Mind and Body
Conspiracy Theory Study Shows a Troubling Link Between Belief and Crime
The world is already a wild place without conspiracy theories in the mix. With them, it’s straight-up chaos. Social psychologists from the UK show in a new study that people who believe in conspiracy theories have troubling attitudes about criminal behavior that could actually lead to more crime.
As belief in conspiracy theories becomes uncomfortably mainstream, its effects are becoming clearer to scientists. It erodes a person’s sense of reality and makes them suspicious of anyone different from them. It can also cause a sense of powerlessness, which in turn causes some people to disengage from the world, feeling like they have no power or agency. But the societal effects of conspiracy theories could be even more corrosive than previously suspected, as the new paper, published Tuesday in the British Journal of Social Psychology, suggests.
In the paper, the researchers details two studies illustrating the link between a belief in conspiracy theories and criminal behavior.
“Together, these ﬁndings extend existing research that has examined the consequences of conspiracy theories,” write the authors, led by Daniel Jolley, Ph.D., a psychology lecturer at Staffordshire University. “It demonstrates that conspiracy theories do not always lead to apathy and inaction. Instead, conspiracy theories might lead people to actively engage in anti-social behaviour.”
Part 1: Conspiracy Beliefs and Criminal Behavior
The first survey, a cross-sectional study of 253 people in the UK, showed that people who believe in conspiracy also reported higher levels of real-world criminal behavior. These so-called “everyday” crimes include “running red lights, paying cash for items to avoid paying taxes, or failing to disclose faults in second-hand items for sale.”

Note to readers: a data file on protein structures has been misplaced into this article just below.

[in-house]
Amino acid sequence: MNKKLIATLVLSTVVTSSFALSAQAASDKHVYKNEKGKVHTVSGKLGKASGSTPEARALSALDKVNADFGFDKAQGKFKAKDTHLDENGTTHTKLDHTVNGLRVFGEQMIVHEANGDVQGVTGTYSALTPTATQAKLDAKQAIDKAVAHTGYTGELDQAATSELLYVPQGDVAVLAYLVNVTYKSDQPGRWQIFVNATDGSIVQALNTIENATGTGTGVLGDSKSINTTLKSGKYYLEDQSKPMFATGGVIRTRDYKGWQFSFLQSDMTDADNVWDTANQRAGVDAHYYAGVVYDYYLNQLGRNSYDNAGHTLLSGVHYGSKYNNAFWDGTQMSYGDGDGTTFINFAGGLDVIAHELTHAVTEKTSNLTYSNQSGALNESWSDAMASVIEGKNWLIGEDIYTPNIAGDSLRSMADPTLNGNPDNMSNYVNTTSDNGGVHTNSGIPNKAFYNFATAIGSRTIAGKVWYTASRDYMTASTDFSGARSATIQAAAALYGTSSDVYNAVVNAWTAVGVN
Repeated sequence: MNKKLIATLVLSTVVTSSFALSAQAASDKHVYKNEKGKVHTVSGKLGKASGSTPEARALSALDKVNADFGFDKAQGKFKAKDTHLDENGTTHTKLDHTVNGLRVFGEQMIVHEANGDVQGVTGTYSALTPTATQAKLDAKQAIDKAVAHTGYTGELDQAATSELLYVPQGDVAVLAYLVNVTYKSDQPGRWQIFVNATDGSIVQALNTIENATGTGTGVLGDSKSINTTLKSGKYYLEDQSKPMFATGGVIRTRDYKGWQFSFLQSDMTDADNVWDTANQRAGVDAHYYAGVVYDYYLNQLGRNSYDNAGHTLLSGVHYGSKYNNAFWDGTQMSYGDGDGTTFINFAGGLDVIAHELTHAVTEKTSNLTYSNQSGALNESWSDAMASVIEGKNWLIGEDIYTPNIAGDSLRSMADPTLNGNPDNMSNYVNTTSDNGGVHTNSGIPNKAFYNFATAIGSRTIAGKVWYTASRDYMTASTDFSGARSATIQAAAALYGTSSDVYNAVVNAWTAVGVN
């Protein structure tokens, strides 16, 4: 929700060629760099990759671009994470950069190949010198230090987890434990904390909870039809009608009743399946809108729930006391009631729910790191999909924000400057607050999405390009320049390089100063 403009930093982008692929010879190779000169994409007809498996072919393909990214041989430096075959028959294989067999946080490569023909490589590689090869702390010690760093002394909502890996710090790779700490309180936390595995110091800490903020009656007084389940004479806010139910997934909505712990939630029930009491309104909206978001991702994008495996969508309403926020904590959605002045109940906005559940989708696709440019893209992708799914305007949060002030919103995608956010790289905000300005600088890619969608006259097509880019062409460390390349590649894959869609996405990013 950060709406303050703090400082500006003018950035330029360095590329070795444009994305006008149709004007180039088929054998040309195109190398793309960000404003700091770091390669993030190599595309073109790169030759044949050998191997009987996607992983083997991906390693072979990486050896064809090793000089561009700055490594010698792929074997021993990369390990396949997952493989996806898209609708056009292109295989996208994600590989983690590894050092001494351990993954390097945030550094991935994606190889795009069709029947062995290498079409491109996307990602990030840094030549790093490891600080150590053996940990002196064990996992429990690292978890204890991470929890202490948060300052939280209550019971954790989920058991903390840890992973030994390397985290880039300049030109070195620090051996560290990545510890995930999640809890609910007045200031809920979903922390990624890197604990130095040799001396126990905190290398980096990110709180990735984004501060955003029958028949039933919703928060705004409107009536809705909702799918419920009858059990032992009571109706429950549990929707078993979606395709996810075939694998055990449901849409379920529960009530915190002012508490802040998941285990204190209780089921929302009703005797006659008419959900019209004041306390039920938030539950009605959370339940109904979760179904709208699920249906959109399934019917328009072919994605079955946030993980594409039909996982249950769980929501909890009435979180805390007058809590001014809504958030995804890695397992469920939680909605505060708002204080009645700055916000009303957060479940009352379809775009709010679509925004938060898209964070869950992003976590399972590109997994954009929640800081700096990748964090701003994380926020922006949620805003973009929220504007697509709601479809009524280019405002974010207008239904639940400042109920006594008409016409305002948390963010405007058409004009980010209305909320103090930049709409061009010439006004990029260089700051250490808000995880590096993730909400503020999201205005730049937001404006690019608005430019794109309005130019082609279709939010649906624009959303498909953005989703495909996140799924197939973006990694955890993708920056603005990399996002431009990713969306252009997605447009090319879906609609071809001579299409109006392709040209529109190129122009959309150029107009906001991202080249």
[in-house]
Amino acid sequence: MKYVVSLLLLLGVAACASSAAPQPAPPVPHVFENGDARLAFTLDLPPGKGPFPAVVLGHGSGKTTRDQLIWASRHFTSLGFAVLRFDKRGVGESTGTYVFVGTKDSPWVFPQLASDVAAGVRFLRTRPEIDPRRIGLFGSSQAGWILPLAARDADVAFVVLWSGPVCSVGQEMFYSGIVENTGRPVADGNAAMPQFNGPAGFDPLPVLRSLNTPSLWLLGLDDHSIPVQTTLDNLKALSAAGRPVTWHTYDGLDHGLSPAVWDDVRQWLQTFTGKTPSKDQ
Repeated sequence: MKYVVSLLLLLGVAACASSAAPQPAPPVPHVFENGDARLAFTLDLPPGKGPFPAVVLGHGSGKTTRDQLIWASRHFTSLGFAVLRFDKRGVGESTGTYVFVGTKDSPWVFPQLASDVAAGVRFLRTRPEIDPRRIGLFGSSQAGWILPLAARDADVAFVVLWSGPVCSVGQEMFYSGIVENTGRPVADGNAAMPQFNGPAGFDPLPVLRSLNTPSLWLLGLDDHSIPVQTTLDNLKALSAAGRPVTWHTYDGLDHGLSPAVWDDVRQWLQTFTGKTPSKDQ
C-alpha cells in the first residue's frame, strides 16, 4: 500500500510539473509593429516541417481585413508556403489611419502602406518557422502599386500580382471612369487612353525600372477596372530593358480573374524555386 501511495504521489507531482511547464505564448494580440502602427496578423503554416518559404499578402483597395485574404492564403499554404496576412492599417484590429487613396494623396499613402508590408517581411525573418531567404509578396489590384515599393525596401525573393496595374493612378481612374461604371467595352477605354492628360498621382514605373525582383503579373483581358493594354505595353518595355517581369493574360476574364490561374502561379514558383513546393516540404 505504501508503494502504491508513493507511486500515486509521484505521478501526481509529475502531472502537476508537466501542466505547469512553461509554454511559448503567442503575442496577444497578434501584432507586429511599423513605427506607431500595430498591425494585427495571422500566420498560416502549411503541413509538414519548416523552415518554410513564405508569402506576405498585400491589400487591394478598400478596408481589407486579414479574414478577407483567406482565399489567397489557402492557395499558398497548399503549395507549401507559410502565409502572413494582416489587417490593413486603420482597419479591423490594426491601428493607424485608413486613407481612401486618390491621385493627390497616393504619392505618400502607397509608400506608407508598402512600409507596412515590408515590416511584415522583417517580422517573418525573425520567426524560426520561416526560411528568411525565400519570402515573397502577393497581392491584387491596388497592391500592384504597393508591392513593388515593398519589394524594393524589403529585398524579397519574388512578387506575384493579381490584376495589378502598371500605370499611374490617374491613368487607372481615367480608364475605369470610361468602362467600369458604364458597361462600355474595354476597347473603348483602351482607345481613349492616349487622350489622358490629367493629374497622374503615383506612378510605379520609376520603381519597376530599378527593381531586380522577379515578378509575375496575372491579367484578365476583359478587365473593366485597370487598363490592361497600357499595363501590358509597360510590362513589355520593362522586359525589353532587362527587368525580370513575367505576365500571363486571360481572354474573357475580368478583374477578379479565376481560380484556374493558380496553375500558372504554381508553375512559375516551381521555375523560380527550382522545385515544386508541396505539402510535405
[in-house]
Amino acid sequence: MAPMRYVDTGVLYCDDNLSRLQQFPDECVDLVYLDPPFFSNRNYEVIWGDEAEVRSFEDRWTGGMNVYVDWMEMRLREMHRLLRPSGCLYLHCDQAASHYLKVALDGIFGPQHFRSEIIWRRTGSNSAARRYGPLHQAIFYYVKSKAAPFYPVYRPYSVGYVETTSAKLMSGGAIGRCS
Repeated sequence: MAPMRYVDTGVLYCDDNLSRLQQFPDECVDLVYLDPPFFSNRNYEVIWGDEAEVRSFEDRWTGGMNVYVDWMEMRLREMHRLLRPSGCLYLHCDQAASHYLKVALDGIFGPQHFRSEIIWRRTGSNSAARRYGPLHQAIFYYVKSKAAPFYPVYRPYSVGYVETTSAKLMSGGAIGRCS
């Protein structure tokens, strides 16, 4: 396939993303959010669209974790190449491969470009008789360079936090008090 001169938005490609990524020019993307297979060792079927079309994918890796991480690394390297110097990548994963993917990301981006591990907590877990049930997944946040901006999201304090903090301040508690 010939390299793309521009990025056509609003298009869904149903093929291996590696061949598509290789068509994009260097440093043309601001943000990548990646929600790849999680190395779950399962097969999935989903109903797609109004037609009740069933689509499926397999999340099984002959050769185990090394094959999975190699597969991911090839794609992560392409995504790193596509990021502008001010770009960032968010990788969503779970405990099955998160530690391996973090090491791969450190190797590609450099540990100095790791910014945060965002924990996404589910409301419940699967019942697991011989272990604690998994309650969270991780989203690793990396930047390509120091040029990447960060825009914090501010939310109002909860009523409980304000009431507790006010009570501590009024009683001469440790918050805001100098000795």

In particular, the survey asked participants about their belief in general conspiracies (for example, “governments hide information from the public”) and specific ones (like “Princess Diana was murdered by elements within the British establishment”). It also measured personality traits known to predict criminal behavior, including humility, honesty, and moral identity. Finally, it asked about how much crime participants actually committed.
Both measures of belief in conspiracy theories were positively associated with everyday crime behaviors. In other words, people who reported that they believed in conspiracy theories were significantly more likely to have actual criminal histories. Additionally, positive personality traits like honesty and humility were negatively correlated with everyday criminal behaviors — perhaps offering a partial explanation for the relationship between conspiracy belief and crime.
“It is possible, therefore, that individuals who are pre-disposed to immoral behaviour ﬁnd conspiracy theories more appealing,” the team writes. “On the other hand, conspiracy theories may inspire people to commit unethical acts as a route to cope with a world where conspiracies happen.”